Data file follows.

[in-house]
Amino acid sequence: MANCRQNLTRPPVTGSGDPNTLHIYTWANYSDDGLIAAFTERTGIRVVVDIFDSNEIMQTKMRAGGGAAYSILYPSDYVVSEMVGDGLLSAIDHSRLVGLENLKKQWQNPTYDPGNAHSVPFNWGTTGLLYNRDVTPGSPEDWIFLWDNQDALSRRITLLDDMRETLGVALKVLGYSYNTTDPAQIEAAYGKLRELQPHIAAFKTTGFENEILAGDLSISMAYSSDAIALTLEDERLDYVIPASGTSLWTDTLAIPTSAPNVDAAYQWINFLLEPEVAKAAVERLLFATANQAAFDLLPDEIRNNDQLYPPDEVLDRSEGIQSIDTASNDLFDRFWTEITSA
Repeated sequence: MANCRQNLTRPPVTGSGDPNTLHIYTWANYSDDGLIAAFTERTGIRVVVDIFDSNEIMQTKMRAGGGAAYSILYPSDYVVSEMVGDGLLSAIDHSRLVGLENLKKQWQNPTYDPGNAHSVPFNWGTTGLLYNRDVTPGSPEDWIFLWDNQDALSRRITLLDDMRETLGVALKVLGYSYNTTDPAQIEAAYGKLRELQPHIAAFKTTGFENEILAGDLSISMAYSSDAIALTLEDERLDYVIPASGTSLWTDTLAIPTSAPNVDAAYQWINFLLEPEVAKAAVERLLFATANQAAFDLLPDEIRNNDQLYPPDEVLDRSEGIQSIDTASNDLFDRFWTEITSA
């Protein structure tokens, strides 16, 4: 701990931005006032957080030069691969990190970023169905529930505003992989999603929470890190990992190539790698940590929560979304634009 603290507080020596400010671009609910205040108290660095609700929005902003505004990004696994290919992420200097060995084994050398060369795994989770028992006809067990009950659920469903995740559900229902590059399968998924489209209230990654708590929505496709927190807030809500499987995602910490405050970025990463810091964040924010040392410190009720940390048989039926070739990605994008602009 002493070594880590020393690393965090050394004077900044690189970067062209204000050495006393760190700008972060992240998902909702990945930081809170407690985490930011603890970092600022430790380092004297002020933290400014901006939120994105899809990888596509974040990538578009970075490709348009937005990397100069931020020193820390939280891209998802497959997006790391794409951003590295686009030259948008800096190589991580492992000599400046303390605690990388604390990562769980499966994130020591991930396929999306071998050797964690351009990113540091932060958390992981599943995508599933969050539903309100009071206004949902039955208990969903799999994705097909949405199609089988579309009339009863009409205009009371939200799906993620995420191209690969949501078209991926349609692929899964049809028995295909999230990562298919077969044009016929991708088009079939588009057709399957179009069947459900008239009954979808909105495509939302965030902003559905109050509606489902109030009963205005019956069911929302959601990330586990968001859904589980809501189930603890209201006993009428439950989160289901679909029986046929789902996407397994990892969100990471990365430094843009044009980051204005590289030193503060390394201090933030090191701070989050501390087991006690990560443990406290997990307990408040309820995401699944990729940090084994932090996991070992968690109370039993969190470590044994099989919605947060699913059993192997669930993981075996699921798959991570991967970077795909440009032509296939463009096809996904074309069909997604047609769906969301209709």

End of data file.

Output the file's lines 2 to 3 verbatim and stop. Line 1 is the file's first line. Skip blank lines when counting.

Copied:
Amino acid sequence: MANCRQNLTRPPVTGSGDPNTLHIYTWANYSDDGLIAAFTERTGIRVVVDIFDSNEIMQTKMRAGGGAAYSILYPSDYVVSEMVGDGLLSAIDHSRLVGLENLKKQWQNPTYDPGNAHSVPFNWGTTGLLYNRDVTPGSPEDWIFLWDNQDALSRRITLLDDMRETLGVALKVLGYSYNTTDPAQIEAAYGKLRELQPHIAAFKTTGFENEILAGDLSISMAYSSDAIALTLEDERLDYVIPASGTSLWTDTLAIPTSAPNVDAAYQWINFLLEPEVAKAAVERLLFATANQAAFDLLPDEIRNNDQLYPPDEVLDRSEGIQSIDTASNDLFDRFWTEITSA
Repeated sequence: MANCRQNLTRPPVTGSGDPNTLHIYTWANYSDDGLIAAFTERTGIRVVVDIFDSNEIMQTKMRAGGGAAYSILYPSDYVVSEMVGDGLLSAIDHSRLVGLENLKKQWQNPTYDPGNAHSVPFNWGTTGLLYNRDVTPGSPEDWIFLWDNQDALSRRITLLDDMRETLGVALKVLGYSYNTTDPAQIEAAYGKLRELQPHIAAFKTTGFENEILAGDLSISMAYSSDAIALTLEDERLDYVIPASGTSLWTDTLAIPTSAPNVDAAYQWINFLLEPEVAKAAVERLLFATANQAAFDLLPDEIRNNDQLYPPDEVLDRSEGIQSIDTASNDLFDRFWTEITSA